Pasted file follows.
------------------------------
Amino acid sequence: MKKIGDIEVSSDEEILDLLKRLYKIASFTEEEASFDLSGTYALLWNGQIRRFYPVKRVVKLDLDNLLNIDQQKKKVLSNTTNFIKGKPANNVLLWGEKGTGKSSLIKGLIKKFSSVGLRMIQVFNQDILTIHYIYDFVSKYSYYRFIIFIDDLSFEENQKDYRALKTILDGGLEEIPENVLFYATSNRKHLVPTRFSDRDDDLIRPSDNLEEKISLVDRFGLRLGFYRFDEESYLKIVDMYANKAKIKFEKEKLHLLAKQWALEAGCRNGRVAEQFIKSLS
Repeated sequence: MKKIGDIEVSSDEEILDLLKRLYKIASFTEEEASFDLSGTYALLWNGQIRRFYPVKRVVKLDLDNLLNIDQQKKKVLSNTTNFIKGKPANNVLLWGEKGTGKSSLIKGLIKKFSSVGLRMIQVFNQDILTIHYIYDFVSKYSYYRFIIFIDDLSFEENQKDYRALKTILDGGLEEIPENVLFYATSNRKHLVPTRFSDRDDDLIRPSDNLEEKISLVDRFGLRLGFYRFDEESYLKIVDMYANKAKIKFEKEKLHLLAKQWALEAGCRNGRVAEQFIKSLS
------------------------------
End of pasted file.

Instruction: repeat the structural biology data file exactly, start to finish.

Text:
Amino acid sequence: MKKIGDIEVSSDEEILDLLKRLYKIASFTEEEASFDLSGTYALLWNGQIRRFYPVKRVVKLDLDNLLNIDQQKKKVLSNTTNFIKGKPANNVLLWGEKGTGKSSLIKGLIKKFSSVGLRMIQVFNQDILTIHYIYDFVSKYSYYRFIIFIDDLSFEENQKDYRALKTILDGGLEEIPENVLFYATSNRKHLVPTRFSDRDDDLIRPSDNLEEKISLVDRFGLRLGFYRFDEESYLKIVDMYANKAKIKFEKEKLHLLAKQWALEAGCRNGRVAEQFIKSLS
Repeated sequence: MKKIGDIEVSSDEEILDLLKRLYKIASFTEEEASFDLSGTYALLWNGQIRRFYPVKRVVKLDLDNLLNIDQQKKKVLSNTTNFIKGKPANNVLLWGEKGTGKSSLIKGLIKKFSSVGLRMIQVFNQDILTIHYIYDFVSKYSYYRFIIFIDDLSFEENQKDYRALKTILDGGLEEIPENVLFYATSNRKHLVPTRFSDRDDDLIRPSDNLEEKISLVDRFGLRLGFYRFDEESYLKIVDMYANKAKIKFEKEKLHLLAKQWALEAGCRNGRVAEQFIKSLS